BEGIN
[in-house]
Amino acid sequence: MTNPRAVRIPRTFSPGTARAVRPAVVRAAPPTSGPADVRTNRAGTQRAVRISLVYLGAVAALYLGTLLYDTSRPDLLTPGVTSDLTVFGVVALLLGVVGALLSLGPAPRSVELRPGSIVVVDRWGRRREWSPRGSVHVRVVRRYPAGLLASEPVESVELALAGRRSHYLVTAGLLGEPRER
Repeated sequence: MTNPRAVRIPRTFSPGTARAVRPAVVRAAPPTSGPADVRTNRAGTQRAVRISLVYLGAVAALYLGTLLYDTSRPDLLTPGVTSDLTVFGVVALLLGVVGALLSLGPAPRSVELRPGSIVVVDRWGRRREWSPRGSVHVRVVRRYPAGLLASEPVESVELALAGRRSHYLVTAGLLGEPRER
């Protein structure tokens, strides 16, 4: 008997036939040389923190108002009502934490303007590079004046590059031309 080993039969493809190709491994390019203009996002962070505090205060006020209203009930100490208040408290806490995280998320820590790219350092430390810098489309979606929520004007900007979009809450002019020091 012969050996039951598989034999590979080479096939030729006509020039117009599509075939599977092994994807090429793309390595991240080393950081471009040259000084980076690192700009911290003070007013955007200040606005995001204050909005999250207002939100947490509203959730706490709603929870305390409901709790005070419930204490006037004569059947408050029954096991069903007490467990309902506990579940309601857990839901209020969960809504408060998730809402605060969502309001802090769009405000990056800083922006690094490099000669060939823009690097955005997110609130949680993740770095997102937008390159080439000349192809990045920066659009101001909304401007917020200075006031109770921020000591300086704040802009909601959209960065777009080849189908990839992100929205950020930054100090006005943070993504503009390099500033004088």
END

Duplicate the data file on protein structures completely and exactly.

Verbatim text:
[in-house]
Amino acid sequence: MTNPRAVRIPRTFSPGTARAVRPAVVRAAPPTSGPADVRTNRAGTQRAVRISLVYLGAVAALYLGTLLYDTSRPDLLTPGVTSDLTVFGVVALLLGVVGALLSLGPAPRSVELRPGSIVVVDRWGRRREWSPRGSVHVRVVRRYPAGLLASEPVESVELALAGRRSHYLVTAGLLGEPRER
Repeated sequence: MTNPRAVRIPRTFSPGTARAVRPAVVRAAPPTSGPADVRTNRAGTQRAVRISLVYLGAVAALYLGTLLYDTSRPDLLTPGVTSDLTVFGVVALLLGVVGALLSLGPAPRSVELRPGSIVVVDRWGRRREWSPRGSVHVRVVRRYPAGLLASEPVESVELALAGRRSHYLVTAGLLGEPRER
């Protein structure tokens, strides 16, 4: 008997036939040389923190108002009502934490303007590079004046590059031309 080993039969493809190709491994390019203009996002962070505090205060006020209203009930100490208040408290806490995280998320820590790219350092430390810098489309979606929520004007900007979009809450002019020091 012969050996039951598989034999590979080479096939030729006509020039117009599509075939599977092994994807090429793309390595991240080393950081471009040259000084980076690192700009911290003070007013955007200040606005995001204050909005999250207002939100947490509203959730706490709603929870305390409901709790005070419930204490006037004569059947408050029954096991069903007490467990309902506990579940309601857990839901209020969960809504408060998730809402605060969502309001802090769009405000990056800083922006690094490099000669060939823009690097955005997110609130949680993740770095997102937008390159080439000349192809990045920066659009101001909304401007917020200075006031109770921020000591300086704040802009909601959209960065777009080849189908990839992100929205950020930054100090006005943070993504503009390099500033004088």